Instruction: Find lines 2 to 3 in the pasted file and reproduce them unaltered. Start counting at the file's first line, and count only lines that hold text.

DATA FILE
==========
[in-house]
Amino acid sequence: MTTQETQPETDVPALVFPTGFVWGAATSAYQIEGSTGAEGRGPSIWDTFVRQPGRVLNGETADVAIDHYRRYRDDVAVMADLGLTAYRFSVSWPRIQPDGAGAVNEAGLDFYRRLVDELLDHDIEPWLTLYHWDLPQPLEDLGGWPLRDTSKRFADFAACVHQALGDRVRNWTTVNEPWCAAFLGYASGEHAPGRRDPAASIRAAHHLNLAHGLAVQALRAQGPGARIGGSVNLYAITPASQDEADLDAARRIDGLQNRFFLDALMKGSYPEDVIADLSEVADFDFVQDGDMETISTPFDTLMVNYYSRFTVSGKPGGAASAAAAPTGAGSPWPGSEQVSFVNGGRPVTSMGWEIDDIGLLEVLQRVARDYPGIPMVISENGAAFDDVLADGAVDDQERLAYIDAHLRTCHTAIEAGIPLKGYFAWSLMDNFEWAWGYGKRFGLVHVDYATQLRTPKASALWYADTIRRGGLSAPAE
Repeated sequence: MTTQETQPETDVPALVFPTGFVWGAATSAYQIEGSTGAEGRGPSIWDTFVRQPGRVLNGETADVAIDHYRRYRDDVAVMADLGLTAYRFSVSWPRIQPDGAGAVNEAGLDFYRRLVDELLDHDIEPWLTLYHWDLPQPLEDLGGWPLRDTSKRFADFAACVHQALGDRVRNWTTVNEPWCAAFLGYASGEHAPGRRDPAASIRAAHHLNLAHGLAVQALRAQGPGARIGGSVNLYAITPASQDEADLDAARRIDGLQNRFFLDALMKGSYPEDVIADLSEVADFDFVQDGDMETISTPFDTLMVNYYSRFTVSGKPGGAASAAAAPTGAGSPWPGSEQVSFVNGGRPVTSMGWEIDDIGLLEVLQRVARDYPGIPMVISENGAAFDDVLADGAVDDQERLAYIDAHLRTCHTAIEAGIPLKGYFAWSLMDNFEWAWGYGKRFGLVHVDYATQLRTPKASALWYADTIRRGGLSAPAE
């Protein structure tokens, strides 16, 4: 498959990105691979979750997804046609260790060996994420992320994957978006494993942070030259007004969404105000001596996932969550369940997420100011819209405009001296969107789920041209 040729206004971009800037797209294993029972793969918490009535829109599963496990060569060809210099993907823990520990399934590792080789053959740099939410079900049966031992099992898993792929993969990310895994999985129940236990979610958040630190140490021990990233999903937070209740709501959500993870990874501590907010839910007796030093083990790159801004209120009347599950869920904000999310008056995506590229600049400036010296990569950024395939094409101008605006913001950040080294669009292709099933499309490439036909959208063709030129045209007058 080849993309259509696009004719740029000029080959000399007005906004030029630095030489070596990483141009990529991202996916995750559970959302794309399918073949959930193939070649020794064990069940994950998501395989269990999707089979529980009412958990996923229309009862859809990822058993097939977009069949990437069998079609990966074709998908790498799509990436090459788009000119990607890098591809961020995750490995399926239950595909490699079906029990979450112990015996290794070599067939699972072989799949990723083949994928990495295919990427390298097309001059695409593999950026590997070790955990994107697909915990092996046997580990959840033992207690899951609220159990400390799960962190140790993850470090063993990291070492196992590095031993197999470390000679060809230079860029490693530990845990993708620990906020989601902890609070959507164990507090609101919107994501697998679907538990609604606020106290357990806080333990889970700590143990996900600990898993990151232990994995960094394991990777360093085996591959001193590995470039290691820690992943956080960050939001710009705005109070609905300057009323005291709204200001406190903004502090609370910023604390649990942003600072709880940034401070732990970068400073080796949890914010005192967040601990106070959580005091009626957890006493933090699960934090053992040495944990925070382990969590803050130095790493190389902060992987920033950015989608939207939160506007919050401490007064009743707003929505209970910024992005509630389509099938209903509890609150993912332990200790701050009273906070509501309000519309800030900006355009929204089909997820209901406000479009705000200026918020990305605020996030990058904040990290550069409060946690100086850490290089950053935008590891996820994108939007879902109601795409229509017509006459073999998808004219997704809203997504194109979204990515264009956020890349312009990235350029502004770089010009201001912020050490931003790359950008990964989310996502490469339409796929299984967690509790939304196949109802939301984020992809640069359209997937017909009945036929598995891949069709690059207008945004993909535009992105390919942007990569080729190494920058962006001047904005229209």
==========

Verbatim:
Amino acid sequence: MTTQETQPETDVPALVFPTGFVWGAATSAYQIEGSTGAEGRGPSIWDTFVRQPGRVLNGETADVAIDHYRRYRDDVAVMADLGLTAYRFSVSWPRIQPDGAGAVNEAGLDFYRRLVDELLDHDIEPWLTLYHWDLPQPLEDLGGWPLRDTSKRFADFAACVHQALGDRVRNWTTVNEPWCAAFLGYASGEHAPGRRDPAASIRAAHHLNLAHGLAVQALRAQGPGARIGGSVNLYAITPASQDEADLDAARRIDGLQNRFFLDALMKGSYPEDVIADLSEVADFDFVQDGDMETISTPFDTLMVNYYSRFTVSGKPGGAASAAAAPTGAGSPWPGSEQVSFVNGGRPVTSMGWEIDDIGLLEVLQRVARDYPGIPMVISENGAAFDDVLADGAVDDQERLAYIDAHLRTCHTAIEAGIPLKGYFAWSLMDNFEWAWGYGKRFGLVHVDYATQLRTPKASALWYADTIRRGGLSAPAE
Repeated sequence: MTTQETQPETDVPALVFPTGFVWGAATSAYQIEGSTGAEGRGPSIWDTFVRQPGRVLNGETADVAIDHYRRYRDDVAVMADLGLTAYRFSVSWPRIQPDGAGAVNEAGLDFYRRLVDELLDHDIEPWLTLYHWDLPQPLEDLGGWPLRDTSKRFADFAACVHQALGDRVRNWTTVNEPWCAAFLGYASGEHAPGRRDPAASIRAAHHLNLAHGLAVQALRAQGPGARIGGSVNLYAITPASQDEADLDAARRIDGLQNRFFLDALMKGSYPEDVIADLSEVADFDFVQDGDMETISTPFDTLMVNYYSRFTVSGKPGGAASAAAAPTGAGSPWPGSEQVSFVNGGRPVTSMGWEIDDIGLLEVLQRVARDYPGIPMVISENGAAFDDVLADGAVDDQERLAYIDAHLRTCHTAIEAGIPLKGYFAWSLMDNFEWAWGYGKRFGLVHVDYATQLRTPKASALWYADTIRRGGLSAPAE